Ostensibly, the reason for the lag time between submission and approval was that the FDA needed time to review the documentation—confirming the safety of the vaccine, and ensuring public trust in the process. At best, that's a political judgment based on little evidence; at worst, it's a cover for maintaining the FDA's regulatory bottleneck on drug development. 

And it's not clear that either public trust or public health are served by delaying the rollout of a life-saving, society-altering treatment. It's hard to avoid the conclusion that the FDA let some number of people die in service of upholding a bureaucratic process. That's supposed to increase public trust in the system? 

An even bigger mistake came earlier in the process. The current drug testing regime for vaccines consists of three primary phases, the last of which is an expensive, time-consuming, large-scale controlled experiment, in which thousands of people who get the vaccine are tracked and compared against thousands of people who get a placebo. Pfizer-BioNTech's Phase Three trial started last summer, at the end of July

Those large-scale randomized trials help determine safety, sussing out potential complications or rare side effects in large groups of people. But it's possible to determine efficacy much more quickly, via a process known as human challenge trials, in which volunteers are intentionally, directly exposed to the virus. Human challenge trials provide actionable data much faster and with far fewer subjects than more conventional large-scale trials, making them particularly excellent tools for emergencies, when the priority is to move quickly. 

Some medical ethicists are opposed to these trials on the grounds that to directly expose someone to a potentially deadly virus would be to do harm. But it's possible to mitigate those concerns by drawing from healthy cohorts who have much lower risk levels (young, healthy adults, for example), by providing volunteers with priority care, and by paying volunteers to take on some level of increased personal risk, as we often do with dangerous professions. 

As with rolling review, human challenge trials are not impractical in the real world. In February, the U.K. approved compensated COVID-19 human challenge trials, with some conditions, in hopes of "helping to identify the most effective vaccines and accelerate their development." 

These sorts of trials, however, could have been approved here in the United States by the FDA last year, dramatically speeding up the final phase of testing. As Reason's Ron Bailey has written, if the FDA had allowed human challenge trials last summer, we might have had public access to vaccines as early as September 2020. 

On the one hand, that's just a few months earlier. On the other hand, consider the difference that just three or four months of vaccine rollout might have made—potentially heading off, or at least reducing the impact of, the huge surge in cases and deaths that came during the winter.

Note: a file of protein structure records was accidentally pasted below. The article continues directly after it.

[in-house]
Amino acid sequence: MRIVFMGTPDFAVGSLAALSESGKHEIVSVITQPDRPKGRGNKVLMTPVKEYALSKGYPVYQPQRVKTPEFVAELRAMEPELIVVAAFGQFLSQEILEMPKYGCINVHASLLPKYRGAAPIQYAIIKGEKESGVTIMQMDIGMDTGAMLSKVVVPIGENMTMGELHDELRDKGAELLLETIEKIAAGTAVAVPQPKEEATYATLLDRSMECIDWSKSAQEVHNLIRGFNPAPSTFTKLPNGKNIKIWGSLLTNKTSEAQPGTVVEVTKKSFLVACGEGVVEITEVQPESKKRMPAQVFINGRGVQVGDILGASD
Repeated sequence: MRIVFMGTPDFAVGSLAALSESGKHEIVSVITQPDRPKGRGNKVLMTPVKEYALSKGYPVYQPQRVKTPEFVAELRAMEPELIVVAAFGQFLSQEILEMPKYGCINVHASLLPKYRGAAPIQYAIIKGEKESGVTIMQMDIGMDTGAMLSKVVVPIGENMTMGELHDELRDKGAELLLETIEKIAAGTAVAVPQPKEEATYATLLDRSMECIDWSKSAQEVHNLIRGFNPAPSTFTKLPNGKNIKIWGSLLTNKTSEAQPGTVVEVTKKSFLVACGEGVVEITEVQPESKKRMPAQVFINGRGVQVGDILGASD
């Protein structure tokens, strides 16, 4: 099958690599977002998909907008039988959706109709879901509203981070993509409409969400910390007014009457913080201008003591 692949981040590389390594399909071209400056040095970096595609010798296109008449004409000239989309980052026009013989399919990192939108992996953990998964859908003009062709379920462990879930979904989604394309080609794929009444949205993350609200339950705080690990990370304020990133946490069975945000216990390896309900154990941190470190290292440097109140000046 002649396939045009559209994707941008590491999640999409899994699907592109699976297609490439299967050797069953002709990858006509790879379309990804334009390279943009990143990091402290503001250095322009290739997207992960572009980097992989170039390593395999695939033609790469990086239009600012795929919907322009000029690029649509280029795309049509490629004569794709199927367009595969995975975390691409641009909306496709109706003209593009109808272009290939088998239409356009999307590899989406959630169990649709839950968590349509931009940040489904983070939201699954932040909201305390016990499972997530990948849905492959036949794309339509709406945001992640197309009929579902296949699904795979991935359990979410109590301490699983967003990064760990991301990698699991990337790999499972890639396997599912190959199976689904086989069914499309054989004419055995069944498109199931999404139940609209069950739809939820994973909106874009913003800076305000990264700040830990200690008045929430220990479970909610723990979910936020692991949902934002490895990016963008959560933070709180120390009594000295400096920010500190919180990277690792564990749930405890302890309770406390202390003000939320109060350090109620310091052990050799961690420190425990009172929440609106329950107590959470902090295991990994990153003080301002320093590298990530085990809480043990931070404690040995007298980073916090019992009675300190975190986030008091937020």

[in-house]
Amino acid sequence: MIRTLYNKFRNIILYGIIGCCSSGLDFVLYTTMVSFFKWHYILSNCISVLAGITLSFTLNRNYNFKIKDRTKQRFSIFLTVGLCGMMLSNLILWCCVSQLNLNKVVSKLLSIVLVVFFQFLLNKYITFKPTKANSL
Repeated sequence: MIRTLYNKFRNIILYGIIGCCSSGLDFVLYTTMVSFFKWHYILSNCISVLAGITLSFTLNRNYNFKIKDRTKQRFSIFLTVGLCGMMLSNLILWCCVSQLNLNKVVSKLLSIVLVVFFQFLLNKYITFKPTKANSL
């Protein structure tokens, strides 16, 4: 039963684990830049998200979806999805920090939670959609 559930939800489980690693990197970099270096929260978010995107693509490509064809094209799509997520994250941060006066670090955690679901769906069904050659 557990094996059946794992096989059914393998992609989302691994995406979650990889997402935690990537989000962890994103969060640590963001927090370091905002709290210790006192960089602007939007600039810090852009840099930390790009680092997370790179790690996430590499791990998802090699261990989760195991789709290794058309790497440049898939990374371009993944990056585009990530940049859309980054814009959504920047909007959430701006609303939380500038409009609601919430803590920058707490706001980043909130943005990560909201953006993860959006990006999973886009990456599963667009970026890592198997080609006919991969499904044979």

There's a huge difference between America in December 2020, when the first doses of the vaccine rolled out, and America in March 2021, when millions of people (particularly the vulnerable elderly) had received at least one dose. The first is a country in the midst of a public health catastrophe killing thousands per day. The second is a country in which cases and deaths are down dramatically, and set to decline even further. 

Even a limited number of doses of the vaccine starting in September could have protected the elderly, could have helped slow the spread of the virus and partially prevented the winter surge. 

And that might have been a possibility, if not for the FDA, which repeatedly stalled the testing, development, and rollout of the vaccines in the name of safety—a concern that probably led to the deaths of thousands. 

There were other decisions that affected the vaccine timeline and takeup as well: The FDA has so far declined to approve AstraZeneca's vaccine, despite it being approved for use elsewhere (including, again, in the U.K.), and stuck with a strictly timed two-dose regimen for the Pfizer and Moderna vaccines, despite evidence that those vaccines provide considerable immunity around two weeks after the first dose. In March, the agency paused delivery of Johnson & Johnson's vaccine in response to a tiny number of reports of potential adverse side effects, which may have contributed to the slowing vaccination rate since. The FDA, in other words, is still slowing down the use of the most effective tool we have in fighting the pandemic in ways that are incredibly consequential. 

So it's not just that the pandemic might have been over sooner, allowing many to return to normal lives, although that's true and important. It's also that, if things had gone differently, if the FDA had made different decisions and access to vaccines had become available just a little sooner, there might have been many more lives that could return to normal.